Acetazolamide, sold under the trade name Diamox®, is a carbonic anhydrase inhibitor that is used to treat glaucoma, epileptic seizures, benign intracranial hypertension and altitude sickness. For glaucoma sufferers, the drug decreases fluid formation around the eye resulting in lower internal pressure on the eye. Acetazolamide can only be obtained by prescription and is available as a generic drug. more...
Acetazolamide is used in glaucoma and epilepsy. In epilepsy, its main use is in absence seizures, with some benefit in other seizure syndromes. It is also used to decrease generation of cerebrospinal fluid in benign intracranial hypertension.
Acetazolamide has been shown to relieve mild cases of altitude sickness in some people. The drug forces the kidneys to excrete bicarbonate, the base form of carbon dioxide thus counteracting the effects of hyperventilation that occurs at altitude. Some take acetazolamide prophylactically, anywhere between 125 milligrams (mg) to 500 mg per day. Others only take it when symptoms begin to appear so they can tell whether the drug really has any benefits for them. Acetazolamide can also be taken to treat sleep apnea that may develop at higher elevations as it stimulates the respiratory system to breathe more regularly. Note that acetazolamide is not an immediate quick fix – it speeds up acclimatization which in turn helps to relieve symptoms. This may take up to a day or two without any further rapid ascent.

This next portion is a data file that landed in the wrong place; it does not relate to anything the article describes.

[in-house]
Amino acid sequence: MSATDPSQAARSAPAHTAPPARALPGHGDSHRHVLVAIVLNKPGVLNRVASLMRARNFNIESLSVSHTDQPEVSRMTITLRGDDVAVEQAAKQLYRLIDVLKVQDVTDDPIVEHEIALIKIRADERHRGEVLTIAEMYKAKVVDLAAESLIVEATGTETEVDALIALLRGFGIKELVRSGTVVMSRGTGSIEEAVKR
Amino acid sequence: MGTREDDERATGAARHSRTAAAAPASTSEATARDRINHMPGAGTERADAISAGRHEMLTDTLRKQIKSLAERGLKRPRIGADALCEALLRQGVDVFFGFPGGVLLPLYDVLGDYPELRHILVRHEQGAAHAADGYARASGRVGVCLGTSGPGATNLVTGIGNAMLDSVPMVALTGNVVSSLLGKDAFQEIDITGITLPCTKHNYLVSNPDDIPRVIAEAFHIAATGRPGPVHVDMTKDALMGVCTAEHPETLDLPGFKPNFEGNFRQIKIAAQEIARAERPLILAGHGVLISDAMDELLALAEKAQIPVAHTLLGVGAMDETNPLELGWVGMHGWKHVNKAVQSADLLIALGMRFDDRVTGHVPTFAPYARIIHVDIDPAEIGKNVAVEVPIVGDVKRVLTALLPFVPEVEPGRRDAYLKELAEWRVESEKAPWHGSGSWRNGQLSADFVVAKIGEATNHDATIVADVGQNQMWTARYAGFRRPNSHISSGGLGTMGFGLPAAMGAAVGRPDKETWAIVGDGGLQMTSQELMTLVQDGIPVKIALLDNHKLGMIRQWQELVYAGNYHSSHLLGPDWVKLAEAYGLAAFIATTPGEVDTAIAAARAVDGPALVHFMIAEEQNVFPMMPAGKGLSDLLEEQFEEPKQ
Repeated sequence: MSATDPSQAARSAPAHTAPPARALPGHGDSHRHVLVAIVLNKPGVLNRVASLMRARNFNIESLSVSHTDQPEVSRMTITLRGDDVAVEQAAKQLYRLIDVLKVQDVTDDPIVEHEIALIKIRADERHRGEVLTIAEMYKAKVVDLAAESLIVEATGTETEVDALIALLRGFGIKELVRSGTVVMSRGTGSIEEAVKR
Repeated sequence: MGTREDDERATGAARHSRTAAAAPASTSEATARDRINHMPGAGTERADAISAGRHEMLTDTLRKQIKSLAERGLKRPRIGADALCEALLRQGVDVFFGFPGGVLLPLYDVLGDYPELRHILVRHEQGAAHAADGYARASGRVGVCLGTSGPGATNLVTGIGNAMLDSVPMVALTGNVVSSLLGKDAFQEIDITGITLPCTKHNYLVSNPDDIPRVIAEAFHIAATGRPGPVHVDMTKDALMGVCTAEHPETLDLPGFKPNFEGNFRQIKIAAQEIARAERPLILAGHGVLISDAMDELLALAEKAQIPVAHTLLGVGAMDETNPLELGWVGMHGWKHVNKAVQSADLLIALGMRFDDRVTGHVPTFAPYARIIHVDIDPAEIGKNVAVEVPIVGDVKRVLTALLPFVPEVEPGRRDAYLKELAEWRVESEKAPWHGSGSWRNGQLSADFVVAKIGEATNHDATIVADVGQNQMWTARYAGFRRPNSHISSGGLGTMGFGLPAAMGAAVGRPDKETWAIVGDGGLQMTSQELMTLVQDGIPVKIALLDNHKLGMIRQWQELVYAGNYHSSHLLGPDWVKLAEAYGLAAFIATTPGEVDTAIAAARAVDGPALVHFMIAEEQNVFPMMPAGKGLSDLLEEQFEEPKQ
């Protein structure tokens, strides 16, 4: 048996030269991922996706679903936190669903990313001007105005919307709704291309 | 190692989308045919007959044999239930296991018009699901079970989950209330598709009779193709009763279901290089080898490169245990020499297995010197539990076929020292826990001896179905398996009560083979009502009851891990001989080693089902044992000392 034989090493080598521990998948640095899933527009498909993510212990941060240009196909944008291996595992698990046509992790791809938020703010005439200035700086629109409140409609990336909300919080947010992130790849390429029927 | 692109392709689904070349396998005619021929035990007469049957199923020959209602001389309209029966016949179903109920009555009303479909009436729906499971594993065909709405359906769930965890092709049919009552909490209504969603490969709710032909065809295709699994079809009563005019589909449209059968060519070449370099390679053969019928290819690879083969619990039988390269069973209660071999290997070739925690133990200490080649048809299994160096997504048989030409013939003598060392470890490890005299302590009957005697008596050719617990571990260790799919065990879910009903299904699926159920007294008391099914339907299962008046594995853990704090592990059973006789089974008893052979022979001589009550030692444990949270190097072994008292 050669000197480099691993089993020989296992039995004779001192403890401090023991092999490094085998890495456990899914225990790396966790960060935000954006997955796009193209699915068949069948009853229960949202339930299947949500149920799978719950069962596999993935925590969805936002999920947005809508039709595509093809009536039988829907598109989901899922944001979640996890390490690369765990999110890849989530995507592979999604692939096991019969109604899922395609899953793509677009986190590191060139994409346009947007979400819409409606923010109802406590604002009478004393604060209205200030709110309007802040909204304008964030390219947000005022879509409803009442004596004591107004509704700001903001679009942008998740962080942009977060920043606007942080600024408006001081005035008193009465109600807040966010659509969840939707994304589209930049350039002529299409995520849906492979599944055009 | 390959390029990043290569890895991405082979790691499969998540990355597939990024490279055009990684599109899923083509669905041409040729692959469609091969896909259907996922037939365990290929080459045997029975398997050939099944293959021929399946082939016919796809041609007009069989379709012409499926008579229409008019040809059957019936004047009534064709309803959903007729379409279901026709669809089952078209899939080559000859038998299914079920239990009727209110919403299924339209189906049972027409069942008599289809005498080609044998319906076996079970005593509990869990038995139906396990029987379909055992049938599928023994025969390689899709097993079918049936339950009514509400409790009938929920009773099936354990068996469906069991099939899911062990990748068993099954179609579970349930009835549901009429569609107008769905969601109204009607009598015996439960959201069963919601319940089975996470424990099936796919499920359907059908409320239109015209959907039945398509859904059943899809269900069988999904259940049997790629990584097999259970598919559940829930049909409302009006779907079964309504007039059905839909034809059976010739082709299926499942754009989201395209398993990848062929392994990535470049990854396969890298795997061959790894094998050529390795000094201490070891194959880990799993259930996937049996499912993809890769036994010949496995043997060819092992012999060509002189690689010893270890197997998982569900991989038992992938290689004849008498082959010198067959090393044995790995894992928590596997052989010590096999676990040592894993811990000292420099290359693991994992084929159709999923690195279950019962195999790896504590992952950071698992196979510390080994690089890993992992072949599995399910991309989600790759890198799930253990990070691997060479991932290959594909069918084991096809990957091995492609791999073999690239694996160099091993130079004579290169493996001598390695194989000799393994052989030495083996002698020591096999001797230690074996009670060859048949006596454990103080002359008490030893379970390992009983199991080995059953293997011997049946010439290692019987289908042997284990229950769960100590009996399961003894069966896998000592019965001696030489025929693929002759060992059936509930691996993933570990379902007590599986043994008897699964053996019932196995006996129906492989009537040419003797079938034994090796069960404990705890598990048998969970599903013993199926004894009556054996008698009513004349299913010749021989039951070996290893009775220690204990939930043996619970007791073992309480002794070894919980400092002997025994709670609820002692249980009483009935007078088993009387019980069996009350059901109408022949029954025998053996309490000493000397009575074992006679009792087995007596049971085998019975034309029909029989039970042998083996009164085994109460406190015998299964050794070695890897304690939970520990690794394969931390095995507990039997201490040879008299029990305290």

Common side effects of using this drug include numbness and tingling in the fingers and toes, and taste alterations (especially for carbonated drinks); both are usually due to mild hypokalemia (low potassium levels). Some may also experience blurred vision but this usually disappears shortly after stopping the medication. Everyone will experience more frequent urination as a result of using acetazolamide. One should drink more fluids than usual to prevent dehydration and headaches.
Acetazolamide should not be taken by individuals if:
- They are allergic to sulfa medications
- They are allergic to any carbonic anhydrase inhibitor
- They have liver or kidney disease
- They have adrenal gland failure (i.e. Addison's disease)
- They have diabetes
- Acetazolamide covers up symptoms. Acetazolamide speeds up acclimatization which in turn helps to alleviate symptoms. However, if you still feel sick, you need to stop ascending immediately.
- Acetazolamide prevents acute mountain sickness from getting worse. If your symptoms are not improving, continued ascent can lead to HAPE or HACE.
- Stopping the drug causes symptoms to worsen. Your body will just return to its own acclimatization rate. If you are already acclimatized, the drug will not change that fact.
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